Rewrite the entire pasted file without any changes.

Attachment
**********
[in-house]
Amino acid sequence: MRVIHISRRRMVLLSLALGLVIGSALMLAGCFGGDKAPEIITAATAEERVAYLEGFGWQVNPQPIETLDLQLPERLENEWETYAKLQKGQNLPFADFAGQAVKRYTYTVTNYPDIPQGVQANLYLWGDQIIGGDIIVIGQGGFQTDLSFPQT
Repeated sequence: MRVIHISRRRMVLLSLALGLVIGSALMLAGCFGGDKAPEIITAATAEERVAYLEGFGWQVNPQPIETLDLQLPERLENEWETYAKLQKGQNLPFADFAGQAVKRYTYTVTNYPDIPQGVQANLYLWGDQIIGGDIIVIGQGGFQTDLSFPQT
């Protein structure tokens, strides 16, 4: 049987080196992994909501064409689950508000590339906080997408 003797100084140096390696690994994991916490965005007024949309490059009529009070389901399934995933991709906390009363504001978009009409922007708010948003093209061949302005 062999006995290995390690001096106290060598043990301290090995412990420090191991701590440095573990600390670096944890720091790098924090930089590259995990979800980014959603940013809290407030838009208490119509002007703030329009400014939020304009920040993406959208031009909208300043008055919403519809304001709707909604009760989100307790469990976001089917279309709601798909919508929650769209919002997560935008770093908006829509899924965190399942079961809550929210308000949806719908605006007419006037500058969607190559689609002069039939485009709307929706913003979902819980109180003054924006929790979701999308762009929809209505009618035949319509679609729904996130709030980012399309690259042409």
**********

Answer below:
[in-house]
Amino acid sequence: MRVIHISRRRMVLLSLALGLVIGSALMLAGCFGGDKAPEIITAATAEERVAYLEGFGWQVNPQPIETLDLQLPERLENEWETYAKLQKGQNLPFADFAGQAVKRYTYTVTNYPDIPQGVQANLYLWGDQIIGGDIIVIGQGGFQTDLSFPQT
Repeated sequence: MRVIHISRRRMVLLSLALGLVIGSALMLAGCFGGDKAPEIITAATAEERVAYLEGFGWQVNPQPIETLDLQLPERLENEWETYAKLQKGQNLPFADFAGQAVKRYTYTVTNYPDIPQGVQANLYLWGDQIIGGDIIVIGQGGFQTDLSFPQT
């Protein structure tokens, strides 16, 4: 049987080196992994909501064409689950508000590339906080997408 003797100084140096390696690994994991916490965005007024949309490059009529009070389901399934995933991709906390009363504001978009009409922007708010948003093209061949302005 062999006995290995390690001096106290060598043990301290090995412990420090191991701590440095573990600390670096944890720091790098924090930089590259995990979800980014959603940013809290407030838009208490119509002007703030329009400014939020304009920040993406959208031009909208300043008055919403519809304001709707909604009760989100307790469990976001089917279309709601798909919508929650769209919002997560935008770093908006829509899924965190399942079961809550929210308000949806719908605006007419006037500058969607190559689609002069039939485009709307929706913003979902819980109180003054924006929790979701999308762009929809209505009618035949319509679609729904996130709030980012399309690259042409």